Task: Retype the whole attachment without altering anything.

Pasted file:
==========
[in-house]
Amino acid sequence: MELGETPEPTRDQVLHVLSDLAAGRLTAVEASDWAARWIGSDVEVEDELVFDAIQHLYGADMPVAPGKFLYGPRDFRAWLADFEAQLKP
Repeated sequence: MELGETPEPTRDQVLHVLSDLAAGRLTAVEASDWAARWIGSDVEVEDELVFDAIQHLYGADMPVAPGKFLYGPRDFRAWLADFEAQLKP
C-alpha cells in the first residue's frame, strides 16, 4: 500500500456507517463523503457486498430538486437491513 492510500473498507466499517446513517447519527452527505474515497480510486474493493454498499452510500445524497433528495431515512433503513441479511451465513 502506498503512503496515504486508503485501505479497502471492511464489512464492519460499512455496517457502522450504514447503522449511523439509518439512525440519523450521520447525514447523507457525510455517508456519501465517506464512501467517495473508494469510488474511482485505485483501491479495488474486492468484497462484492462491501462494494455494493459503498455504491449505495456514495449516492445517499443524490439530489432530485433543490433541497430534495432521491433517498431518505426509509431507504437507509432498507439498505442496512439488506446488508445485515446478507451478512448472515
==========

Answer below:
[in-house]
Amino acid sequence: MELGETPEPTRDQVLHVLSDLAAGRLTAVEASDWAARWIGSDVEVEDELVFDAIQHLYGADMPVAPGKFLYGPRDFRAWLADFEAQLKP
Repeated sequence: MELGETPEPTRDQVLHVLSDLAAGRLTAVEASDWAARWIGSDVEVEDELVFDAIQHLYGADMPVAPGKFLYGPRDFRAWLADFEAQLKP
C-alpha cells in the first residue's frame, strides 16, 4: 500500500456507517463523503457486498430538486437491513 492510500473498507466499517446513517447519527452527505474515497480510486474493493454498499452510500445524497433528495431515512433503513441479511451465513 502506498503512503496515504486508503485501505479497502471492511464489512464492519460499512455496517457502522450504514447503522449511523439509518439512525440519523450521520447525514447523507457525510455517508456519501465517506464512501467517495473508494469510488474511482485505485483501491479495488474486492468484497462484492462491501462494494455494493459503498455504491449505495456514495449516492445517499443524490439530489432530485433543490433541497430534495432521491433517498431518505426509509431507504437507509432498507439498505442496512439488506446488508445485515446478507451478512448472515